With the uneven future of the music industry and its models, I've become really interested in exploring the potential that music has by integrating these old tactics into transmedia storytelling and cross-platform distribution frameworks.
Previously, I've gushed about how the hit television show Glee has experimented with these methods with respectable success. The Glee model takes advantage of the ease of cross-platform distribution as a business model; however, it's a bit difficult to discuss the transmedia storytelling elements of its story. In my Glee article, I attempted to speak to the idea of affective economics, "which seeks to understand the emotional underpinnings of consumer decision-making as a driving force behind viewing and purchasing decisions" (Henry Jenkins, in Convergence Culture). Glee's story extends beyond its original narrative when expressed by its consumers and especially its fans, by understanding characters better through playing their songs, or by performing favorite dance routines.
Unfortunately, what I can't argue is that the producers of Glee have themselves extended the story across mediums. In response to this basic fact, I've been trying to look for the appearance of other types of stories that span multiple forms of media. Today, I want to discuss the band OK Go and how the story of not the songs but the band has succeeded in with a transmedia model.
And now the story continues... On Wednesday, OK Go announced that they will be leaving EMI to set up their own independent label.
First, I want to state a theory about the current state of music videos as a medium. It's fairly obvious that the music video made for television had been ousted as a form, being replaced by videos geared toward Internet consumers. A decrease in hours of broadcast decided to music videos on MTV may be the most solid evidence for this trend. However, my thought is that over the years the style of music videos has slowly evolved away from the "television" style to a more creative tension between music, visuals, and temporal length (eg., the videos aren't so much about the music anymore).
The popularity driven by the creativity of OK Go's music videos, for example, shows that music videos have shifted toward a form reliant on temporality: like reality games, sports events, or award ceremonies on television, music videos now thrive in the online space because of their liveness (namely, people want to watch them ASAP). Their publication to the Web has become an event, generating buzz across the Internet as people share links and spread word.
To bring about that sharing craze, OK Go has made a marked effort to create music videos that emphasize design and imagination. There are four "making of" video interviews at the Chicago Tribune, and you can read an interview with the Rube Goldberg machine creators here, but you can just get the impression by watching the video embedded above (or Here It Goes Again here -- sorry for the link, but embedding is disabled by request... more on that later).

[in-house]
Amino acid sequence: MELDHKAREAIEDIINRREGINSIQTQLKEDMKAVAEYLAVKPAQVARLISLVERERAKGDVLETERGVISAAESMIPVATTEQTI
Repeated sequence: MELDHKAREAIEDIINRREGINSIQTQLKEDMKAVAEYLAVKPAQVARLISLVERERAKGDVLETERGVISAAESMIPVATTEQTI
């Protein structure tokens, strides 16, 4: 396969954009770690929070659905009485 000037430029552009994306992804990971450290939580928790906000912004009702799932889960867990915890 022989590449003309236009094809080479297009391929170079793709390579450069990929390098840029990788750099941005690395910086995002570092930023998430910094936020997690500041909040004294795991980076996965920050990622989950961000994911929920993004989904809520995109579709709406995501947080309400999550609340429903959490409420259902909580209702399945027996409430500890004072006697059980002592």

But the point of these creative, event-causing videos is that it illustrates how important the concept of "the band" can be above the music. If we consider the story of a band, we can map a timeline of band formation, song releases, concerts and tours, etc. Now, we can add in music videos to the band story: no longer are they used solely to promote the songs, but now they can also promote the band.
Similarly, if we think of news as another storytelling medium, news obviously helps further the band's story by covering pivotal moments or controversies. OK Go has had its name thrown around recently in regard to their music videos, but one of those controversies actually pushed them even farther, with regard to the band's relationship with its label.
Back in January, OK Go penned an open letter to the world regarding the band's opinions of EMI's decision not to allow the band's music videos on YouTube to be embedded elsewhere online. YouTube has been a major influencer for music artists, since it remains an important portal for boosting the popularity of music videos. Damian Kulash, vocalist for OK Go, writes:
We've been flooded with complaints recently because our YouTube videos can't be embedded on websites, and in certain countries can't be seen at all. And we want you to know: we hear you, and we're sorry. We wish there was something we could do. Believe us, we want you to pass our videos around more than you do, but, crazy as it may seem, it's now far harder for bands to make videos accessible online than it was four years ago.
Damian later went on to write an op-ed for the New York Times about his experiences with online video in February.
The popularity of OK Go's creative music videos prompted fans who could not share them to complain, but also to follow the day-to-day developments of the musicians. The news beneficially fueled later music video releases too. But the important point: the music videos and the issues regarding them extended the storytelling of the band's daily life across multiple mediums, rather than just being used to promote the band's music.